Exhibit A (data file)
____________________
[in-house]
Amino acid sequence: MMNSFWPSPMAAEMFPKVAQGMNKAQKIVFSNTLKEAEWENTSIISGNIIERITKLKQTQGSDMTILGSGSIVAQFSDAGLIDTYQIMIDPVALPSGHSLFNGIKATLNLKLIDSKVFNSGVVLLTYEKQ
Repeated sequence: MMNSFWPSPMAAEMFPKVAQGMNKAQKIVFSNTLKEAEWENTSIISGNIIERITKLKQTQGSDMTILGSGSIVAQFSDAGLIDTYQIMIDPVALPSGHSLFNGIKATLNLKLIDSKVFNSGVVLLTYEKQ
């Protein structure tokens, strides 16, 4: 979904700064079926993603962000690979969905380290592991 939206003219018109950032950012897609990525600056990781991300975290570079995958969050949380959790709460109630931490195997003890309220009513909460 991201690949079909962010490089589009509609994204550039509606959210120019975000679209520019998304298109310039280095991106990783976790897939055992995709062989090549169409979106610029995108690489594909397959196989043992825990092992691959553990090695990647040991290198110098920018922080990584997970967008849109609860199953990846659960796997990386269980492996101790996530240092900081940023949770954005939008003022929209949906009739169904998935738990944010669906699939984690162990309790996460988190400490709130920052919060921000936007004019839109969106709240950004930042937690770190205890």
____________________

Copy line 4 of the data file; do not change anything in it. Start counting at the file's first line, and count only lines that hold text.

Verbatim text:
């Protein structure tokens, strides 16, 4: 979904700064079926993603962000690979969905380290592991 939206003219018109950032950012897609990525600056990781991300975290570079995958969050949380959790709460109630931490195997003890309220009513909460 991201690949079909962010490089589009509609994204550039509606959210120019975000679209520019998304298109310039280095991106990783976790897939055992995709062989090549169409979106610029995108690489594909397959196989043992825990092992691959553990090695990647040991290198110098920018922080990584997970967008849109609860199953990846659960796997990386269980492996101790996530240092900081940023949770954005939008003022929209949906009739169904998935738990944010669906699939984690162990309790996460988190400490709130920052919060921000936007004019839109969106709240950004930042937690770190205890």